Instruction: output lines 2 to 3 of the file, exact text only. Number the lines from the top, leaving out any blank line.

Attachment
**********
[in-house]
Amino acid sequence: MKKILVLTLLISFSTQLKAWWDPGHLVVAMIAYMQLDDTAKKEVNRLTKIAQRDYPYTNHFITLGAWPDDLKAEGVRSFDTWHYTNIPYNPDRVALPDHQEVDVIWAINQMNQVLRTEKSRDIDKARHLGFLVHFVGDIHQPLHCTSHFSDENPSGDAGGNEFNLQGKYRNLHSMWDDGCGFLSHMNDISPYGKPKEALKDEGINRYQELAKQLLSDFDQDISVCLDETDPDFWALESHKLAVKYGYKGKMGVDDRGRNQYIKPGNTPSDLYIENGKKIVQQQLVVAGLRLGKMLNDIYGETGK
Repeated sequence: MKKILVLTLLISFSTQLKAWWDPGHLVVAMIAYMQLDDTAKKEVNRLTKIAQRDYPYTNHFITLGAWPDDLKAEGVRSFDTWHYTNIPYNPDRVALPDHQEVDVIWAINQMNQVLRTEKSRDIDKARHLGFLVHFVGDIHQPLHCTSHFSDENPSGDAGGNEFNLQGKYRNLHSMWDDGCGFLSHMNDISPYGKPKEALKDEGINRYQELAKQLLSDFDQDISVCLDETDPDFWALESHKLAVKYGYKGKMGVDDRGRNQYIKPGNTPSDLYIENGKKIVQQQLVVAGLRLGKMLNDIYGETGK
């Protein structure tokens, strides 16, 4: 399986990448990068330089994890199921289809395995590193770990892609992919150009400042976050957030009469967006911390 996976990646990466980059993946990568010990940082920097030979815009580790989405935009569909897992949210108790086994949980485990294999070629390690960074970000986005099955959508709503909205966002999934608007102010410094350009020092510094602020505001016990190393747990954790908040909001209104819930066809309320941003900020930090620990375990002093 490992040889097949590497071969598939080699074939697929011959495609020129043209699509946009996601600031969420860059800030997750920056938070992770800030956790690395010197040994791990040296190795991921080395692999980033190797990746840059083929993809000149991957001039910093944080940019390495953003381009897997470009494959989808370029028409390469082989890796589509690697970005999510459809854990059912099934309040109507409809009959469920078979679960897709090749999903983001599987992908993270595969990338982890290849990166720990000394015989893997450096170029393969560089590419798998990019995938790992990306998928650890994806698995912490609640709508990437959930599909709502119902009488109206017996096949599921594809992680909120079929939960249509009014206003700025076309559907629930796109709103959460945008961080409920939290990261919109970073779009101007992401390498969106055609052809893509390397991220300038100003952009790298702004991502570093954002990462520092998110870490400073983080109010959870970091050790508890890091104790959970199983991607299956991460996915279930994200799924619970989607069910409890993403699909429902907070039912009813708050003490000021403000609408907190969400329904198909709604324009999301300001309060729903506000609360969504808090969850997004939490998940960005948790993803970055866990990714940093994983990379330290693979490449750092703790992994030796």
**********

Amino acid sequence: MKKILVLTLLISFSTQLKAWWDPGHLVVAMIAYMQLDDTAKKEVNRLTKIAQRDYPYTNHFITLGAWPDDLKAEGVRSFDTWHYTNIPYNPDRVALPDHQEVDVIWAINQMNQVLRTEKSRDIDKARHLGFLVHFVGDIHQPLHCTSHFSDENPSGDAGGNEFNLQGKYRNLHSMWDDGCGFLSHMNDISPYGKPKEALKDEGINRYQELAKQLLSDFDQDISVCLDETDPDFWALESHKLAVKYGYKGKMGVDDRGRNQYIKPGNTPSDLYIENGKKIVQQQLVVAGLRLGKMLNDIYGETGK
Repeated sequence: MKKILVLTLLISFSTQLKAWWDPGHLVVAMIAYMQLDDTAKKEVNRLTKIAQRDYPYTNHFITLGAWPDDLKAEGVRSFDTWHYTNIPYNPDRVALPDHQEVDVIWAINQMNQVLRTEKSRDIDKARHLGFLVHFVGDIHQPLHCTSHFSDENPSGDAGGNEFNLQGKYRNLHSMWDDGCGFLSHMNDISPYGKPKEALKDEGINRYQELAKQLLSDFDQDISVCLDETDPDFWALESHKLAVKYGYKGKMGVDDRGRNQYIKPGNTPSDLYIENGKKIVQQQLVVAGLRLGKMLNDIYGETGK